The cloud is harnessed by big businesses and small start-ups alike in order to help them access IT technologies that would otherwise be unavailable in an internal environment. However, it is also possible for charities to benefit from the flexibility and scalability of the cloud, because in this digital world it is necessary for all organisations to adapt to new systems that offer impressive benefits.
Charities are in a particularly good position to reap the rewards of using cloud computing if they are operating large events that run for brief periods and are then interspersed with months or years of far smaller activities in the interim.
It would be impossible for a charity to create and maintain a computer system that is able to handle a sudden influx of usage, with people passing on donations and getting information. This is not only expensive to install, manage and maintain, but it is also unsustainable from an environmental point of view.
On the other hand, the cloud offers charities the opportunity to open up almost unlimited levels of capacity and processing power as and when required. This means that each year when a major fund-raising opportunity arises, the charity is able to open the doors to as many donations as possible. In a world where donating digitally is becoming increasingly popular, this kind of scalability becomes an even bigger boon.
From a financial point of view the availability of cloud computing to charities will put them in a much better position. The cloud can be rented on a pay-as-you-go basis, so that as extra capacity is added you only pay for what you use. Costs, therefore, diminish once the need for computing power is reduced, so a charity can spend less during the months of preparation rather than having to sustain an entire computer system at great expense for years on end, even if it not needed for 90 per cent of the time.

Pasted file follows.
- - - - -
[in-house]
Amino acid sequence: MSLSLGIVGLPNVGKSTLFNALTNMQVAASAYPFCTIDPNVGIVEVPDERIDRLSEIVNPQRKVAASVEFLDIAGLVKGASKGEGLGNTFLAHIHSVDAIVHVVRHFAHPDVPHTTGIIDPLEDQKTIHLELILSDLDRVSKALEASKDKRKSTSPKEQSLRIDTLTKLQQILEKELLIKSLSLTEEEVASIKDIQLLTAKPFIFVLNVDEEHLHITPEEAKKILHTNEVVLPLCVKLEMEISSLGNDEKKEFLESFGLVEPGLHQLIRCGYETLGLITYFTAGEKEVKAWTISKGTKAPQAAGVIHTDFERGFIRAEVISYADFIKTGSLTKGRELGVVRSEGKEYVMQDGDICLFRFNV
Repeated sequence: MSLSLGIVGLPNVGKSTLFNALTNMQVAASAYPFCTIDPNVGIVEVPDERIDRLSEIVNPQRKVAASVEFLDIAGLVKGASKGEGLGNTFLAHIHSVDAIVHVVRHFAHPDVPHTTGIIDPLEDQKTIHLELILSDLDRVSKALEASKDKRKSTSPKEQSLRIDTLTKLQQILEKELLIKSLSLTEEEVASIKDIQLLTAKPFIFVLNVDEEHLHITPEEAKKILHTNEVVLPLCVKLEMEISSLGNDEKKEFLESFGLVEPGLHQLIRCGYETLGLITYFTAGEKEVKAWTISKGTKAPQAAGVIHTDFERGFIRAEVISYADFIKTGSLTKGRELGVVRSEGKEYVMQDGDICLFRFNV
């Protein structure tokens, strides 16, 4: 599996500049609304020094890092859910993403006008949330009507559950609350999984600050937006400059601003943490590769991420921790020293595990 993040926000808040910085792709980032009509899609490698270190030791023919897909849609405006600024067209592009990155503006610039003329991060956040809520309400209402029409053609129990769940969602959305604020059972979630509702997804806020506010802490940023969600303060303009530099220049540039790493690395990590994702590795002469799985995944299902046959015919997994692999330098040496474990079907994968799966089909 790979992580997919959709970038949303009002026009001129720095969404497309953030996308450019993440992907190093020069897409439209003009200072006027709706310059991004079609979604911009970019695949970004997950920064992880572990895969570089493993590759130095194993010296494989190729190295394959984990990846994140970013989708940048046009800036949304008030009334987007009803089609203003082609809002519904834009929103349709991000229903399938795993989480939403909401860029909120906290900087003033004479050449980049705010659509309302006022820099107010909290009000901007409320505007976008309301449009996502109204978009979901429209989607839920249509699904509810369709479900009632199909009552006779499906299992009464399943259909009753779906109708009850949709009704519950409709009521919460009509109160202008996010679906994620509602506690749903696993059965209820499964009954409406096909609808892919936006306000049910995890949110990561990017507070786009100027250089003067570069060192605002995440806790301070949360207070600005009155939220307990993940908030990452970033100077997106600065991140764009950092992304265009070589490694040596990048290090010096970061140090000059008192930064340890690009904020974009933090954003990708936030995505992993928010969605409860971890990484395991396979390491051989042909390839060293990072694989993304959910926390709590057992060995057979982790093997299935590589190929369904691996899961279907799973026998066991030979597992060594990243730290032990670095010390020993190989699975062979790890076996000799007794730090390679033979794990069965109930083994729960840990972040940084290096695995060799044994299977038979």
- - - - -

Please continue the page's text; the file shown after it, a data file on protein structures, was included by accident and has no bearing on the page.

One of the best recent examples of how charities can benefit from the cloud is provided by Sports Relief, which has been in operation since 2002 and has raised more than £175 million for good causes.
In an article for The Guardian, cloud expert Dan Sutherland wrote about the challenges faced by any charity that largely relies on major individual events which only take place over a short period of time. He said that by allowing events like Sports Relief to use a prefabricated, cloud-based donation platform which was available on demand and charged on a rate that scaled to meet the needs of charities, such organisations could save money and raise money at the same time.
Mr Sutherland admitted that the arrival of the cloud in a charitable context was still a relatively recent phenomenon, which means that organisations are still trying to get their heads around the benefits which it offers.
However, he is one of the many cloud advocates who believes that access to this kind of computing technology will allow for secure, safe and cost-effective fund-raising to be implemented at charities of all sizes.
It is this final point that is perhaps the most important, because when it comes to the cloud no charity or fund-raising event is too small or too large. The flexibility afforded by the cloud means that small initiatives and international events can gain the same features and capabilities, even if they have vastly different budgets and goals.
JustGiving and other online fund-raising services are helping to educate the public about the availability of digital donations. It is simply up to the charities to take advantage of this fact.